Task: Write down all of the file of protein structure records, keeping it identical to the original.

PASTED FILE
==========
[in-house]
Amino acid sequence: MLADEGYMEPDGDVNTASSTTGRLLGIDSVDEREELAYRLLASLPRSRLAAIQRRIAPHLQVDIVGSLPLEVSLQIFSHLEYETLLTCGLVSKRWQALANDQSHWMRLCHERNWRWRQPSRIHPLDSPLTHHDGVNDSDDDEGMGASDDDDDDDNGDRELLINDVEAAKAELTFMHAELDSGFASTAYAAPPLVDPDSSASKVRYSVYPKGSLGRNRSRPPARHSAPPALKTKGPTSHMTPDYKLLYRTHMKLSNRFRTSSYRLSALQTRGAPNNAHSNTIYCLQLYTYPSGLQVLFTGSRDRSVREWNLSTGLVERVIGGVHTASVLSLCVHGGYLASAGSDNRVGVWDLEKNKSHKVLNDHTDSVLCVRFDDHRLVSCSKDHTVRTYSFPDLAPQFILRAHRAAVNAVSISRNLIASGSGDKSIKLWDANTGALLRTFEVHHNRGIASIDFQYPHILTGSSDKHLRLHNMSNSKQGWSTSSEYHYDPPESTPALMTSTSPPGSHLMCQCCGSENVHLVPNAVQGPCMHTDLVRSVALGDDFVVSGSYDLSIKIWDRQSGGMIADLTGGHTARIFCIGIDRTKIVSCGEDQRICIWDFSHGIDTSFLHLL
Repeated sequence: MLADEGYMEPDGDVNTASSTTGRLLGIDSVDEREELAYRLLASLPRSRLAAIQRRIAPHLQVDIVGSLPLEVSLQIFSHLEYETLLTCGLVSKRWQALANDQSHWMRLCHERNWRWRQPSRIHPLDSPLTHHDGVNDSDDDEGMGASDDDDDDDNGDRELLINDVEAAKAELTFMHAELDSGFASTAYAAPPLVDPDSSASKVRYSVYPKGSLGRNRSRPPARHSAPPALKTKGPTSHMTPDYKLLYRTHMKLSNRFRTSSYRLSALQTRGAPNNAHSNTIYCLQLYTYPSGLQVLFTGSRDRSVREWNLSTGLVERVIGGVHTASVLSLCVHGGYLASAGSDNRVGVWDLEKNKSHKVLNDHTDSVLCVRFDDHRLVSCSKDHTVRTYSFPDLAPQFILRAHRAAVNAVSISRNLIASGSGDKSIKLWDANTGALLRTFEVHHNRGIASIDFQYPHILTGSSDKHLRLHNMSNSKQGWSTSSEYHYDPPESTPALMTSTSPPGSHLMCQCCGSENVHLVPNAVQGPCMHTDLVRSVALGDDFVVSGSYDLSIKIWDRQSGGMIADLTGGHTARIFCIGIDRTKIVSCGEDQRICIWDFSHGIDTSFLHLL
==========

[in-house]
Amino acid sequence: MLADEGYMEPDGDVNTASSTTGRLLGIDSVDEREELAYRLLASLPRSRLAAIQRRIAPHLQVDIVGSLPLEVSLQIFSHLEYETLLTCGLVSKRWQALANDQSHWMRLCHERNWRWRQPSRIHPLDSPLTHHDGVNDSDDDEGMGASDDDDDDDNGDRELLINDVEAAKAELTFMHAELDSGFASTAYAAPPLVDPDSSASKVRYSVYPKGSLGRNRSRPPARHSAPPALKTKGPTSHMTPDYKLLYRTHMKLSNRFRTSSYRLSALQTRGAPNNAHSNTIYCLQLYTYPSGLQVLFTGSRDRSVREWNLSTGLVERVIGGVHTASVLSLCVHGGYLASAGSDNRVGVWDLEKNKSHKVLNDHTDSVLCVRFDDHRLVSCSKDHTVRTYSFPDLAPQFILRAHRAAVNAVSISRNLIASGSGDKSIKLWDANTGALLRTFEVHHNRGIASIDFQYPHILTGSSDKHLRLHNMSNSKQGWSTSSEYHYDPPESTPALMTSTSPPGSHLMCQCCGSENVHLVPNAVQGPCMHTDLVRSVALGDDFVVSGSYDLSIKIWDRQSGGMIADLTGGHTARIFCIGIDRTKIVSCGEDQRICIWDFSHGIDTSFLHLL
Repeated sequence: MLADEGYMEPDGDVNTASSTTGRLLGIDSVDEREELAYRLLASLPRSRLAAIQRRIAPHLQVDIVGSLPLEVSLQIFSHLEYETLLTCGLVSKRWQALANDQSHWMRLCHERNWRWRQPSRIHPLDSPLTHHDGVNDSDDDEGMGASDDDDDDDNGDRELLINDVEAAKAELTFMHAELDSGFASTAYAAPPLVDPDSSASKVRYSVYPKGSLGRNRSRPPARHSAPPALKTKGPTSHMTPDYKLLYRTHMKLSNRFRTSSYRLSALQTRGAPNNAHSNTIYCLQLYTYPSGLQVLFTGSRDRSVREWNLSTGLVERVIGGVHTASVLSLCVHGGYLASAGSDNRVGVWDLEKNKSHKVLNDHTDSVLCVRFDDHRLVSCSKDHTVRTYSFPDLAPQFILRAHRAAVNAVSISRNLIASGSGDKSIKLWDANTGALLRTFEVHHNRGIASIDFQYPHILTGSSDKHLRLHNMSNSKQGWSTSSEYHYDPPESTPALMTSTSPPGSHLMCQCCGSENVHLVPNAVQGPCMHTDLVRSVALGDDFVVSGSYDLSIKIWDRQSGGMIADLTGGHTARIFCIGIDRTKIVSCGEDQRICIWDFSHGIDTSFLHLL